Much of the research into medieval anchoritism to date has focused primarily on its liminal and elite status within the socio-religious cultures of its day. The anchorite has long been depicted as both solitary and alone, almost entirely removed from community and living a life of permanent withdrawal and isolation: in effect dead to the world. The essays in this volume, stemming from a variety of cross-disciplinary approaches and methodologies, lay down a challenge to this position, breaking new ground in their presentation of the medieval anchorite and other types of enclosed solitary as playing a central role within the devotional life of a whole range of complex and multifaceted communities: ones that were simultaneously synchronic and diachronic, physical and metaphysical, religious, secular, textual - and gendered. It therefore offers its readers a new way of understanding the operations of the solitary life in the Middle Ages and its interdependence with a whole array of communities, ultimately adding to our knowledge of how spiritual "aloneness" could be pursued ardently, even in the midst of communal interaction.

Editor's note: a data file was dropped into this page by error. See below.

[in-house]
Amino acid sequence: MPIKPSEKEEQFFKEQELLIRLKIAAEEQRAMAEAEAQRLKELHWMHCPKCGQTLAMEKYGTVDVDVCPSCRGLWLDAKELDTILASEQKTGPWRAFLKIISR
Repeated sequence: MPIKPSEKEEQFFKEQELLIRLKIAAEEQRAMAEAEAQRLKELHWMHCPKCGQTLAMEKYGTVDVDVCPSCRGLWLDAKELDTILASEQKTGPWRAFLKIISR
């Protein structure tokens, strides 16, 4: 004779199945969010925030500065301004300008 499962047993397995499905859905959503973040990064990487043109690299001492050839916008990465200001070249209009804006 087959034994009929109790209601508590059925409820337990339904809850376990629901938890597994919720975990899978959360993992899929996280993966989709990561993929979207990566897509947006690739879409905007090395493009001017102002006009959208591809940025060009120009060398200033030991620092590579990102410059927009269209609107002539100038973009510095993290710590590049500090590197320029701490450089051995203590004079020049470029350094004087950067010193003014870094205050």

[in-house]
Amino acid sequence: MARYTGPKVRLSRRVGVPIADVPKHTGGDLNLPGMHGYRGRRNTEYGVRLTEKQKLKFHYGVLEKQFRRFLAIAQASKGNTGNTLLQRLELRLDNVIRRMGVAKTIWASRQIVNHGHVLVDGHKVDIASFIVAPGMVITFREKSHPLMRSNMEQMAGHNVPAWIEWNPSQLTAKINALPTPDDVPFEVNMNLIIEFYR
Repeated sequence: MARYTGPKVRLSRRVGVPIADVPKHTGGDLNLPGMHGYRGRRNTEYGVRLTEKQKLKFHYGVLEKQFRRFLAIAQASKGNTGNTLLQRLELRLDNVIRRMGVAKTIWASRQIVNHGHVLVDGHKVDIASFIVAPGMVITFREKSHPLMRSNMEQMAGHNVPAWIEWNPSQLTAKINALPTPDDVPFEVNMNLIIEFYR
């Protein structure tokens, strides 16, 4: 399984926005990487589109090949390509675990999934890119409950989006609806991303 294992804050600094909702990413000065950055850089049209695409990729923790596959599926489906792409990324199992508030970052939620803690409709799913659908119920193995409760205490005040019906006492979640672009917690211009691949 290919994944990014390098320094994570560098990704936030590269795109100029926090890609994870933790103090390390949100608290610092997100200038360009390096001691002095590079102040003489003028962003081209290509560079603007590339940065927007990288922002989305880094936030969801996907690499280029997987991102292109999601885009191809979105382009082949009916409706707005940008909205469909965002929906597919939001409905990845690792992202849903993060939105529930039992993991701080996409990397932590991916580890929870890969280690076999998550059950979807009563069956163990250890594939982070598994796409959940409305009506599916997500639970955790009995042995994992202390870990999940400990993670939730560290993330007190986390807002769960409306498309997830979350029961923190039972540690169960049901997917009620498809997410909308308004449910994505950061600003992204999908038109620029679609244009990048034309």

Contributors: Diana Denissen, Clare Dowding, Clarck Dreishen, Cate Gunn, Catherine Innes-Parker, E.A. Jones, Dorothy Kim, Godelinde Perk, James Plumtree, Michelle Sauer, Sophie Sawicka-Sykes, Andrew Thornton OSB,